Under the tax reform legislation passed by Congress late last year, several familiar itemized tax deductions have ceased for 2018, such as those for unreimbursed employee business expenses, tax-preparation costs and investment-management fees, personal casualty losses, interest on some home-equity debt and moving expenses, to name a few.

Common itemized deductions for high-net-worth taxpayers have included those for mortgage interest, property and state income taxes, investment fees and charitable donations. “All except charitable contributions can generate alternative minimum tax,” said John Mezzanotte, managing partner at Marcum in Greenwich, Conn. “With the impact of AMT greatly reduced and the increased joint standard deduction … taxpayers are confused on how to minimize taxes.”

“The biggest confusion is that there’s not really a one-size-fits-all when it comes to losing itemized deductions,” added Brian Stoner, a CPA in Burbank, Calif. For instance, the mortgage interest deduction can be limited to interest on $750,000 in loan balances if your high-net-worth client just purchased a residence, he said.

And “taxpayers can still deduct interest on a home equity loan, home equity line of credit or second mortgage … as long as the borrowed funds were used to buy, build or substantially improve the taxpayer’s home that secures the loan,” added James McGrory, CPA with Drucker & Scaccetti in Philadelphia and a member of the Pennsylvania Institute of Certified Public Accountants.

McGrory also noted that he has several wealthy clients who own land or vacation homes in Canada and Mexico. “In the [reform] confusion related to the overall $10,000 limitation on state and local income taxes and property taxes,” he said, “a little-known provision that slipped by is that foreign real property taxes, other than those incurred in a trade or business, are no longer deductible.”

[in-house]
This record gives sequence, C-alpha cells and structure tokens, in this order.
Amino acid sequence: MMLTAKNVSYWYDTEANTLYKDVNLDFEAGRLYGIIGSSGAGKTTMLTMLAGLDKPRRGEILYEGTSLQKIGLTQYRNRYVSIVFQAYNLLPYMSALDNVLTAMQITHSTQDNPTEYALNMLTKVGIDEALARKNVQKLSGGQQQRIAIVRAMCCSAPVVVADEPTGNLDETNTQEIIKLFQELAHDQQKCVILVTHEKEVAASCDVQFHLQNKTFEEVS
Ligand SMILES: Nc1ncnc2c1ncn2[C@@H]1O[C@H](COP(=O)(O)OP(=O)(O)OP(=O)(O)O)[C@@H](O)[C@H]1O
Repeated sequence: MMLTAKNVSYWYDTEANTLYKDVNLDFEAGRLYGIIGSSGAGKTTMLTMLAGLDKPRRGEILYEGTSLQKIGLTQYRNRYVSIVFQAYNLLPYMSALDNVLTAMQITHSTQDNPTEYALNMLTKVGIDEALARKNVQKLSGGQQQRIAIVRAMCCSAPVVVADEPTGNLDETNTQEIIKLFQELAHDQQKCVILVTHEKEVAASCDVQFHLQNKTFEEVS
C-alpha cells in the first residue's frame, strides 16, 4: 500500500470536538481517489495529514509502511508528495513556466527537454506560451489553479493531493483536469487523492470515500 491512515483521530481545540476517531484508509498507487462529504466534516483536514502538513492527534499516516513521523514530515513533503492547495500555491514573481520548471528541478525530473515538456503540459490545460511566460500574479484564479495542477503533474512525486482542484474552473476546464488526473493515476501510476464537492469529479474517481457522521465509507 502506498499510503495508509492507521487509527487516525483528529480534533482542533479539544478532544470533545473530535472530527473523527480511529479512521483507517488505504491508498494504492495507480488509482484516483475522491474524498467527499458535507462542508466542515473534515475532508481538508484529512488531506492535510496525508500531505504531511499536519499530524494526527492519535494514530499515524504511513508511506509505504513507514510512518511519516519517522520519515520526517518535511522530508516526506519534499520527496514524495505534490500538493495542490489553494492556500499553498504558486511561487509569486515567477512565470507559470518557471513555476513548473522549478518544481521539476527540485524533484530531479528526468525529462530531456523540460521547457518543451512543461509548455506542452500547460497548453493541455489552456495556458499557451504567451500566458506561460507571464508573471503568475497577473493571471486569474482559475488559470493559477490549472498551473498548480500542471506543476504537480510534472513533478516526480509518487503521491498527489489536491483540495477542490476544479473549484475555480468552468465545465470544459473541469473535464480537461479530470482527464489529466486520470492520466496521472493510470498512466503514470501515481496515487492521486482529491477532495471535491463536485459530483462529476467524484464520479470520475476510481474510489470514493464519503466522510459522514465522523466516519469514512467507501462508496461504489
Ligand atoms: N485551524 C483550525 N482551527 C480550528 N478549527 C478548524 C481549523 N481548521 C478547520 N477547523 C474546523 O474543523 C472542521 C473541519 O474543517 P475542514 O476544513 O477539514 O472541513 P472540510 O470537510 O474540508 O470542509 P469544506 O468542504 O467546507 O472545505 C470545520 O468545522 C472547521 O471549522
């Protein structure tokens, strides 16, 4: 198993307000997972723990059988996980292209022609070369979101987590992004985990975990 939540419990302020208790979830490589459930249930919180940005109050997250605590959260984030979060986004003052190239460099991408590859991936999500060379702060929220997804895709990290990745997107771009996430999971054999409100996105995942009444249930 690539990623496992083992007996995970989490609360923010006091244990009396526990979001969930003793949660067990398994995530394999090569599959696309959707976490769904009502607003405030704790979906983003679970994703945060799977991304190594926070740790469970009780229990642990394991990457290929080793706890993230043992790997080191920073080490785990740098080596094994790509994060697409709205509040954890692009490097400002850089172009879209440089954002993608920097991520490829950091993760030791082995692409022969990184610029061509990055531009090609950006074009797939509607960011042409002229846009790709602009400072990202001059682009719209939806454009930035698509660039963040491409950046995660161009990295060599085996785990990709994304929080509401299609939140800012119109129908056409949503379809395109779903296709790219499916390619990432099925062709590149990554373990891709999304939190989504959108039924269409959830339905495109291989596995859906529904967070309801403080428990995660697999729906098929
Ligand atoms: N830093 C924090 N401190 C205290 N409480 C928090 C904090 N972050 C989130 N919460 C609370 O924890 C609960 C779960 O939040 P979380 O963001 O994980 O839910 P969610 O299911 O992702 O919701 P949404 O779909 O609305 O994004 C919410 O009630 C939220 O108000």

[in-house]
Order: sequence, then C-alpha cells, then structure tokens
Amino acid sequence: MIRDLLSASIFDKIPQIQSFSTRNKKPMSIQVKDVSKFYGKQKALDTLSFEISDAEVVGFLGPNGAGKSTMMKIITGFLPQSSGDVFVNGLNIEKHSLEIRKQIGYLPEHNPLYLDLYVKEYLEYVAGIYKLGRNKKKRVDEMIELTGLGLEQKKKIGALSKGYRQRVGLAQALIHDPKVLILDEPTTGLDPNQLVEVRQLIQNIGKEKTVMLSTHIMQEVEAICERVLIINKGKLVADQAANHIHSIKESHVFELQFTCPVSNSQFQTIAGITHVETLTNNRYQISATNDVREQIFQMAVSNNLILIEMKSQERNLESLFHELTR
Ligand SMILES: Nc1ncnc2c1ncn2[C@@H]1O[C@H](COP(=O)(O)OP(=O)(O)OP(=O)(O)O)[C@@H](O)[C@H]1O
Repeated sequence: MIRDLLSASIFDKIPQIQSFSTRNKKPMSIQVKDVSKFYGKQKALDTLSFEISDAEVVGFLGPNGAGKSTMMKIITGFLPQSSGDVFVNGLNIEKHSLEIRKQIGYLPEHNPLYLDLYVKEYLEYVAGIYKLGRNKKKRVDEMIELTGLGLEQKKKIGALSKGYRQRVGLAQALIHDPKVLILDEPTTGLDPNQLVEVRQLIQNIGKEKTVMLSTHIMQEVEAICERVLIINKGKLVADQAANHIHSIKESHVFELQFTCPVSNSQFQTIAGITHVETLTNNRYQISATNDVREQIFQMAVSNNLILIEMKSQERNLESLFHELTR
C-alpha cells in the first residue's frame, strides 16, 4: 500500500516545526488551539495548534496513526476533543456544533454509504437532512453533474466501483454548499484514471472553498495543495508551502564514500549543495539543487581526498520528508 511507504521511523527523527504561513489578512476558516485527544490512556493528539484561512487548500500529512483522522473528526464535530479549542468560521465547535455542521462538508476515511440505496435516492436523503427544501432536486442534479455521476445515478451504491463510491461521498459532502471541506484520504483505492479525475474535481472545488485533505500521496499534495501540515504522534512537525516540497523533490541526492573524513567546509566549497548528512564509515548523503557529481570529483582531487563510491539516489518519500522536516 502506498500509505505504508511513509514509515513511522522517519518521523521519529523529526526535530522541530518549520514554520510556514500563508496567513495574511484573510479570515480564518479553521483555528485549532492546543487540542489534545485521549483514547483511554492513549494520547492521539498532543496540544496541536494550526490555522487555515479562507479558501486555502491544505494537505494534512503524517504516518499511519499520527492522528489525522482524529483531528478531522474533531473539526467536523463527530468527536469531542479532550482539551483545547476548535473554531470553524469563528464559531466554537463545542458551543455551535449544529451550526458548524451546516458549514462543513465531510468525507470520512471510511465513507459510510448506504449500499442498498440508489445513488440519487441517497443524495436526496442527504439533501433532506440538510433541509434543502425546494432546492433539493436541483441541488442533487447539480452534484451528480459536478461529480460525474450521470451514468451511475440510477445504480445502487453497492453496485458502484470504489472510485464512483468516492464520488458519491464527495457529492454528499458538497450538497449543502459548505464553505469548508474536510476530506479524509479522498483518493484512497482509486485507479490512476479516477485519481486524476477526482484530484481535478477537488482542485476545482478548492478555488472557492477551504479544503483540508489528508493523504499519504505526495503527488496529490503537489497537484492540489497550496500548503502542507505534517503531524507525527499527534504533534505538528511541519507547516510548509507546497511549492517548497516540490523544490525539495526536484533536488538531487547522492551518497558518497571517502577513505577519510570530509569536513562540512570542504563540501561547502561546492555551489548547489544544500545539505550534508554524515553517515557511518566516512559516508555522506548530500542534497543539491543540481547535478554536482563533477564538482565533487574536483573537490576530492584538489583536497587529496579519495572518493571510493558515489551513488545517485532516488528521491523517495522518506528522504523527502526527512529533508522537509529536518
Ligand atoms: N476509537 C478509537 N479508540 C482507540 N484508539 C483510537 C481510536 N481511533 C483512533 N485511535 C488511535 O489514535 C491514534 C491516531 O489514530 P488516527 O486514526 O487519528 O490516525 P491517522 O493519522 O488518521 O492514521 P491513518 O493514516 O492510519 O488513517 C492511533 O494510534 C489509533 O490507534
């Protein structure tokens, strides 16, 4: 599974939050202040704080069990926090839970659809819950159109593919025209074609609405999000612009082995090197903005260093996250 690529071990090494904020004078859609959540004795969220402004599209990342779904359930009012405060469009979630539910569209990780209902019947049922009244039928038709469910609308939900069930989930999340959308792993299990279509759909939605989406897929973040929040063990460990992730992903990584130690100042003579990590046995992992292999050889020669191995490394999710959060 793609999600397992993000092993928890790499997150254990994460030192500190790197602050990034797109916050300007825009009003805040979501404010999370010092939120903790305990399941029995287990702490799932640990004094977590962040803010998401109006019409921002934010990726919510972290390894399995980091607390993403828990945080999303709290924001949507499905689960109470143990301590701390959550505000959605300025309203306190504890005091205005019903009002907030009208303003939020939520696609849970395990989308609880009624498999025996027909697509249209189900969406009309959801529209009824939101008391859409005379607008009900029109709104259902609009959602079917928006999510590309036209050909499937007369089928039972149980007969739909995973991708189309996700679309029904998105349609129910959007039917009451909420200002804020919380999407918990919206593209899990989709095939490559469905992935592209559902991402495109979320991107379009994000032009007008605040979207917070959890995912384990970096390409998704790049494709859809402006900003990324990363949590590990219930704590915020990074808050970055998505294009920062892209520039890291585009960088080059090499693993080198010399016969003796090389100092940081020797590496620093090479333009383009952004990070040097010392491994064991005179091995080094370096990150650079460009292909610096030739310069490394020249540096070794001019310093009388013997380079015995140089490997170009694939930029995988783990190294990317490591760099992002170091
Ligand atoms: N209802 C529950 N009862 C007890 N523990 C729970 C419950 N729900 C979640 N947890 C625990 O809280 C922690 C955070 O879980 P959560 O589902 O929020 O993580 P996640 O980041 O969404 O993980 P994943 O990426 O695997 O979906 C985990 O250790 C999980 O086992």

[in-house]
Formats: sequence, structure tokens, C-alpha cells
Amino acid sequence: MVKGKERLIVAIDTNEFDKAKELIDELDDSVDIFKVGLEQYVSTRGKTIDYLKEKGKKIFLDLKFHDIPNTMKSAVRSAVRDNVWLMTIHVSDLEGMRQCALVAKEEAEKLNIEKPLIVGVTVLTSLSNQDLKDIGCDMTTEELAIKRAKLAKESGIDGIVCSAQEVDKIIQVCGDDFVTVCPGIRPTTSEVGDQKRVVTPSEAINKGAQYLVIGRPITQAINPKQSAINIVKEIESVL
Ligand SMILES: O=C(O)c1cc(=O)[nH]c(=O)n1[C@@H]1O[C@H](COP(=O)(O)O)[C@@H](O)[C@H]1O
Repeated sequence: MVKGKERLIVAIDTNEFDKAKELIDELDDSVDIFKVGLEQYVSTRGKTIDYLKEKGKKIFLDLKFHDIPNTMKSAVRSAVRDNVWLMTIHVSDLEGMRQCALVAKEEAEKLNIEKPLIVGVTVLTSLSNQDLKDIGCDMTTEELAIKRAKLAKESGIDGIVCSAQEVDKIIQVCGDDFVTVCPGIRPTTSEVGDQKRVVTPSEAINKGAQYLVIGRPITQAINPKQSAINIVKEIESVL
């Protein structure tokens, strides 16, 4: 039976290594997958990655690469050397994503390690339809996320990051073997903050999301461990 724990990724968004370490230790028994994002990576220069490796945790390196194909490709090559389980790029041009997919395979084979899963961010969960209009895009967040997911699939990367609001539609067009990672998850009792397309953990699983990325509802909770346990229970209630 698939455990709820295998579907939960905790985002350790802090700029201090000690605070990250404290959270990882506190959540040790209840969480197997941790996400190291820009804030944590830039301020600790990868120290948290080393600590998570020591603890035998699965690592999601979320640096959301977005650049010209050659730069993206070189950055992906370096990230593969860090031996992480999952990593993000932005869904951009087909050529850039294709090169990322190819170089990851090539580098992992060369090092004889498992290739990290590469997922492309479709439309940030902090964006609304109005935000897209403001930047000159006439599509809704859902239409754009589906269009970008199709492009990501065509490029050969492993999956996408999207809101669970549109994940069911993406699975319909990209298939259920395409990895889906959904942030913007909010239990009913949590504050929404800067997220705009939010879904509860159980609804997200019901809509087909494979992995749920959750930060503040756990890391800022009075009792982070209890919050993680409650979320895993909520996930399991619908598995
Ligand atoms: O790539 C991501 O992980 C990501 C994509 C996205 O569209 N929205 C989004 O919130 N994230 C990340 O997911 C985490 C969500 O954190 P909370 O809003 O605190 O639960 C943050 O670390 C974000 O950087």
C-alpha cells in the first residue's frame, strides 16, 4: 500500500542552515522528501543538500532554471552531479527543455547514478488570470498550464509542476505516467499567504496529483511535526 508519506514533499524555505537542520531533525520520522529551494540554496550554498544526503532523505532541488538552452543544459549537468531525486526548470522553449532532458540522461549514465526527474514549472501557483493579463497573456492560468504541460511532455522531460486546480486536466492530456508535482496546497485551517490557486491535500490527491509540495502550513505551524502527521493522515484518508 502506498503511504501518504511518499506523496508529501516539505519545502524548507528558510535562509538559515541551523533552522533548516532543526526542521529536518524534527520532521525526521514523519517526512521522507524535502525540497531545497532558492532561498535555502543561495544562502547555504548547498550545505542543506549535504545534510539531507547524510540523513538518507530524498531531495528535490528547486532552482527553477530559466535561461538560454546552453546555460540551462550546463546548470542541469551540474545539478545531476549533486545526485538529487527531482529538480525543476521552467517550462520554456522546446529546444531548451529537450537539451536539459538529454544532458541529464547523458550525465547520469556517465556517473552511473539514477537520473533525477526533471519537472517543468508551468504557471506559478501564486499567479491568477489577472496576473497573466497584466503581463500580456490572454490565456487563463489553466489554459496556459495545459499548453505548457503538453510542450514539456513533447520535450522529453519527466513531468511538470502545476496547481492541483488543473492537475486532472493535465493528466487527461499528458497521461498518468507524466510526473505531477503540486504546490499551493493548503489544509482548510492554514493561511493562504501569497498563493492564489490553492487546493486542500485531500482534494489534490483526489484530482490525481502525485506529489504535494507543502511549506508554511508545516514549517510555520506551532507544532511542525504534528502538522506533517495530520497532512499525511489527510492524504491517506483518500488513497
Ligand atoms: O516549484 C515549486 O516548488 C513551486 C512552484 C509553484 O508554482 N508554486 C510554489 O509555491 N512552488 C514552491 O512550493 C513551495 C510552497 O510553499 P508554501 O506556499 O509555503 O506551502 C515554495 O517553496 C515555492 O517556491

What can high-net-worth clients still deduct in 2018? A real win for taxpayers has been the suspension of the Pease limitations, McGrory said, which capped or phased out some itemized deductions once a client’s adjusted gross income hit certain thresholds. High-net-worth clients “will actually see some benefit from this new provision,” he added.

The tax reform legislation also retains the itemized deduction for medical and dental expenses, which this year needs to exceed 7.5 percent of AGI (the threshold reverts to 10 percent in 2019). Another still-solid deduction: “Charity, gifting and giving current and future interests in wealth,” said Daniel Morris, CPA and senior partner with Morris + D’Angelo, headquartered in San Jose, Calif. “Thresholds on some charitable giving aspects have risen from 50 percent to 60 percent of annual AGI.”

One often-discussed strategy is bunching several years’ worth of charitable deductions into 2018 by making a multiyear contribution to a donor-advised fund. This can help taxpayers accumulate enough itemized deductions for the total to exceed the standard deduction ($12,000 for single taxpayers and $24,000 for married couples filing jointly) for one year and then claim the standard deduction in the years when he donor-advised fund makes actual grants to public charities.

Effective bunching for some high earners, however, requires careful math: Assuming that high-net-worth taxpayers who are married and filing jointly deduct the maximum of $10,000 in property and state income taxes each year, they still face a gap of $14,000 to hit the new standard deduction. Even bunching two years of $7,000 annual donations into one year produces no advantage, Mezzanotte said.

“Bunching results is the biggest tax benefit for [high-net-worth] taxpayers who don’t have a mortgage and who donate significantly more than $7,000 per year,” according to Mezzanotte.

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